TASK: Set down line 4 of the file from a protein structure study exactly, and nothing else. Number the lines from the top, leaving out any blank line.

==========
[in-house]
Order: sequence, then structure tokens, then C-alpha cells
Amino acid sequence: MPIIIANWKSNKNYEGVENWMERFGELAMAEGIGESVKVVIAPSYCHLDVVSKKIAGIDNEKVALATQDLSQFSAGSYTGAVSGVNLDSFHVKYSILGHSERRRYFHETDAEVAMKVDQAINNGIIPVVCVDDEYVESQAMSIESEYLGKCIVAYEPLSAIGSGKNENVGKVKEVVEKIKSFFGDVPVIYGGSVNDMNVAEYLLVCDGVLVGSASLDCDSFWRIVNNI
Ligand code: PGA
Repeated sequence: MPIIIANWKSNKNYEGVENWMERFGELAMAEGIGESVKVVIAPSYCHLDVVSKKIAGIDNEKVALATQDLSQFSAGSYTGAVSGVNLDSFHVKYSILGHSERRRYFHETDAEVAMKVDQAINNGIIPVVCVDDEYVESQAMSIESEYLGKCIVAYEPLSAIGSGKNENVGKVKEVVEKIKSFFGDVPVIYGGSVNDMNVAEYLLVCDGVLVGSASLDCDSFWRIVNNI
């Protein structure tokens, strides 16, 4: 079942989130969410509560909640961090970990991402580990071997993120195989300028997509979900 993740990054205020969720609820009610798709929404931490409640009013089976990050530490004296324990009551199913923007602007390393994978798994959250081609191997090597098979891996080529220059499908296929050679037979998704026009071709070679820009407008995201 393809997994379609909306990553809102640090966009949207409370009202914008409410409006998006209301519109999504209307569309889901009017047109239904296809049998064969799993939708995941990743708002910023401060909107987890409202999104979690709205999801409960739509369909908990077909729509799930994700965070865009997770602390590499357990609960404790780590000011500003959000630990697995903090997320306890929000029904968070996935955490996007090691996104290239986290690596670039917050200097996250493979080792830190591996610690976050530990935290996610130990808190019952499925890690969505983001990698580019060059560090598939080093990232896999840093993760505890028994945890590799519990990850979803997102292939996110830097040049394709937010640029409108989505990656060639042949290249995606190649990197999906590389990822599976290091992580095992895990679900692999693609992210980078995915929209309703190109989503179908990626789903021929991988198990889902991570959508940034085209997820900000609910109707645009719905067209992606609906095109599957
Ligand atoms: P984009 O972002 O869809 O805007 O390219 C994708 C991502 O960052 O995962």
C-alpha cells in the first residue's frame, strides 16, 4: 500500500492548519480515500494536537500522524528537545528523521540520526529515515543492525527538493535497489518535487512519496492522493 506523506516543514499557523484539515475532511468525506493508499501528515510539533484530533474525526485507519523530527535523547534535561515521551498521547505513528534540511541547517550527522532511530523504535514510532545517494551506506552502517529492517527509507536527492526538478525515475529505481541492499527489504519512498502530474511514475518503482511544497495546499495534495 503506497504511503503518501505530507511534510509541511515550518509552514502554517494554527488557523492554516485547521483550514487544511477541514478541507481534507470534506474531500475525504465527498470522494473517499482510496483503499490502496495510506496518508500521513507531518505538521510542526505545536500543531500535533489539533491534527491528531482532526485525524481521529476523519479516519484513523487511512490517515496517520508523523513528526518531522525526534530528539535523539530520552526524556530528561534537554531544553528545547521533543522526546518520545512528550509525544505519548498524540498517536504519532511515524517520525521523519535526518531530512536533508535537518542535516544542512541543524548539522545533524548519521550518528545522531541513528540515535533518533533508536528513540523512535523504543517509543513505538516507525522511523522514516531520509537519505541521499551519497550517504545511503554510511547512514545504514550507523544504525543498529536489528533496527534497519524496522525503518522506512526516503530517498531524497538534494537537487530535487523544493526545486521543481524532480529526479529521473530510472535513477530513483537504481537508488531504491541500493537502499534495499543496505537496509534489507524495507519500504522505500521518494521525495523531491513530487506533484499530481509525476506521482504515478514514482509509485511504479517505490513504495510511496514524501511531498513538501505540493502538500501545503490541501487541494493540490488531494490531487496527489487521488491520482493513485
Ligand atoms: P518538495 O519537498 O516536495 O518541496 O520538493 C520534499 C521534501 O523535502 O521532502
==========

Ligand code: PGA